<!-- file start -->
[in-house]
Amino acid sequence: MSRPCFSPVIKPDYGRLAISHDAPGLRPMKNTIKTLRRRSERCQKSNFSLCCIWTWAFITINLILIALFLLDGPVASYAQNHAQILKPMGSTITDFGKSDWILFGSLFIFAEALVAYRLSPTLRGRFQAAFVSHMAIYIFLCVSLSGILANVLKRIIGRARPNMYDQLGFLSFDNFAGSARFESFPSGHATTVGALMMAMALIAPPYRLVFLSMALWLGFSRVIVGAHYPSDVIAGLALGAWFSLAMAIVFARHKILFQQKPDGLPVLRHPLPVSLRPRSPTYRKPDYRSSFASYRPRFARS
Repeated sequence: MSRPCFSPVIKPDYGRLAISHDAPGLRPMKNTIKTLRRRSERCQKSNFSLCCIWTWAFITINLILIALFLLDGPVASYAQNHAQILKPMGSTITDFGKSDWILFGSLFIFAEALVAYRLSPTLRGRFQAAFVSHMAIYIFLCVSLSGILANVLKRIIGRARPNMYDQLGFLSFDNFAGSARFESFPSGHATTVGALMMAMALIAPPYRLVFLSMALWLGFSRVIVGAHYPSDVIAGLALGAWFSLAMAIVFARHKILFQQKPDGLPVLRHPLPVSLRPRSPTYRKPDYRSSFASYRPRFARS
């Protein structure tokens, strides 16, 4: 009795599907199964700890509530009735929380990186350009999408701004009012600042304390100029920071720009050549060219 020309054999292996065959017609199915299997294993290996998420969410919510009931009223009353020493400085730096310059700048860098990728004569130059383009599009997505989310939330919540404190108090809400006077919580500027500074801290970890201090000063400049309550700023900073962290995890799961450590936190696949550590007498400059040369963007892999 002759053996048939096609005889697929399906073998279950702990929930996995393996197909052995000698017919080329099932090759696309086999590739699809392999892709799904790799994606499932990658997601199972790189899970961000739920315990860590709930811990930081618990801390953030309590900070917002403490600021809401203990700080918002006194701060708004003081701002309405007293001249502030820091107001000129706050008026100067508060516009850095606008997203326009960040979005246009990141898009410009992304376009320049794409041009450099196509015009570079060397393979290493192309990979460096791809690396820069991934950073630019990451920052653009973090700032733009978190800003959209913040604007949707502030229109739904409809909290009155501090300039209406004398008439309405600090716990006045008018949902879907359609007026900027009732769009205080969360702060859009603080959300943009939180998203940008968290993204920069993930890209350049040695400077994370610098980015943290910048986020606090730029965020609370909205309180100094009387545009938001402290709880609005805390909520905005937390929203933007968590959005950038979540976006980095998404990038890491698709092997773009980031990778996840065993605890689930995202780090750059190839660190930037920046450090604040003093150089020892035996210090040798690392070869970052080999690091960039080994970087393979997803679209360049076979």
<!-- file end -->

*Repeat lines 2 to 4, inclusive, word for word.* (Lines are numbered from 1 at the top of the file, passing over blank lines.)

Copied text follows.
Amino acid sequence: MSRPCFSPVIKPDYGRLAISHDAPGLRPMKNTIKTLRRRSERCQKSNFSLCCIWTWAFITINLILIALFLLDGPVASYAQNHAQILKPMGSTITDFGKSDWILFGSLFIFAEALVAYRLSPTLRGRFQAAFVSHMAIYIFLCVSLSGILANVLKRIIGRARPNMYDQLGFLSFDNFAGSARFESFPSGHATTVGALMMAMALIAPPYRLVFLSMALWLGFSRVIVGAHYPSDVIAGLALGAWFSLAMAIVFARHKILFQQKPDGLPVLRHPLPVSLRPRSPTYRKPDYRSSFASYRPRFARS
Repeated sequence: MSRPCFSPVIKPDYGRLAISHDAPGLRPMKNTIKTLRRRSERCQKSNFSLCCIWTWAFITINLILIALFLLDGPVASYAQNHAQILKPMGSTITDFGKSDWILFGSLFIFAEALVAYRLSPTLRGRFQAAFVSHMAIYIFLCVSLSGILANVLKRIIGRARPNMYDQLGFLSFDNFAGSARFESFPSGHATTVGALMMAMALIAPPYRLVFLSMALWLGFSRVIVGAHYPSDVIAGLALGAWFSLAMAIVFARHKILFQQKPDGLPVLRHPLPVSLRPRSPTYRKPDYRSSFASYRPRFARS
């Protein structure tokens, strides 16, 4: 009795599907199964700890509530009735929380990186350009999408701004009012600042304390100029920071720009050549060219 020309054999292996065959017609199915299997294993290996998420969410919510009931009223009353020493400085730096310059700048860098990728004569130059383009599009997505989310939330919540404190108090809400006077919580500027500074801290970890201090000063400049309550700023900073962290995890799961450590936190696949550590007498400059040369963007892999 002759053996048939096609005889697929399906073998279950702990929930996995393996197909052995000698017919080329099932090759696309086999590739699809392999892709799904790799994606499932990658997601199972790189899970961000739920315990860590709930811990930081618990801390953030309590900070917002403490600021809401203990700080918002006194701060708004003081701002309405007293001249502030820091107001000129706050008026100067508060516009850095606008997203326009960040979005246009990141898009410009992304376009320049794409041009450099196509015009570079060397393979290493192309990979460096791809690396820069991934950073630019990451920052653009973090700032733009978190800003959209913040604007949707502030229109739904409809909290009155501090300039209406004398008439309405600090716990006045008018949902879907359609007026900027009732769009205080969360702060859009603080959300943009939180998203940008968290993204920069993930890209350049040695400077994370610098980015943290910048986020606090730029965020609370909205309180100094009387545009938001402290709880609005805390909520905005937390929203933007968590959005950038979540976006980095998404990038890491698709092997773009980031990778996840065993605890689930995202780090750059190839660190930037920046450090604040003093150089020892035996210090040798690392070869970052080999690091960039080994970087393979997803679209360049076979």